To the Editor: In the Multimedia Reviews column in the June issue (1), Dr. Greenberg observes what many of us have long recognized about cinematic renderings of mental illness: that they destructively depict its causes and manifestations as well as its treatments and outcomes. How many times have we all tried to reassure a patient or his or her family that the patient doesn't have the disorder that afflicts a character in a film?
Despite Dr. Greenberg's wise conclusions, three issues related to his findings leave me somewhat disturbed. First, why is it that psychiatry has become more likely to be misrepresented in film than any other medical specialty? What does it say about us—clinicians charged with attending to the mental health of our culture—that the film industry gets it wrong again and again?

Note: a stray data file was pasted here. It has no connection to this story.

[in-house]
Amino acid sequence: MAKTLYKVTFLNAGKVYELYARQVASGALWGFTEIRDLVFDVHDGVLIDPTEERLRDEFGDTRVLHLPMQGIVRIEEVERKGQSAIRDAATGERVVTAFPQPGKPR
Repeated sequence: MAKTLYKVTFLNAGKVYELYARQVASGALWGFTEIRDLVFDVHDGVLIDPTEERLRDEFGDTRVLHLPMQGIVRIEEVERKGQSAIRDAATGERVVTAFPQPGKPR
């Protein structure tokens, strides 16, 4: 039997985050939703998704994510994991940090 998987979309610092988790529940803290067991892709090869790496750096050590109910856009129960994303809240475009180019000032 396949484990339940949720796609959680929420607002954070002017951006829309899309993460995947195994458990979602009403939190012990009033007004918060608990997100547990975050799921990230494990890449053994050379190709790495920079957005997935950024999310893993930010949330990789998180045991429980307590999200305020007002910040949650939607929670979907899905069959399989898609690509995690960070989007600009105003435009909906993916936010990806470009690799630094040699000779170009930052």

The second issue is "So what?" Yes, films, particularly those cited by Dr. Greenberg, are terribly inaccurate in the area of diagnostics, patient-clinician relationships, treatment, and the relationship between madness and creativity. But is there a plan to use these films to train psychiatrists? I would hope not. That would be akin to using Michelangelo's "David" to train urologists! The fact that such a plan does not exist does not detract from the artistic value of the film or the sculpture. To evaluate one against the other is irrelevant.
Third, the potential utility of film, even in training, can extend well beyond diagnosis and treatment. Our patients, no matter how disturbed they may be, are members of a social milieu—family, work, community, scout troop, and so forth. I don't doubt that the on-screen depictions of these milieus are often distorted and exaggerated. However, unless we require a psychiatry resident to have an affair or to grow up in an alcoholic family, film can be an important way to provide someone a sense of an experience. Clearly, competence demands a lot more, but at least it's a start.
Dr. Mark is affiliated with Meir Hospital in Kfar Saba, Israel.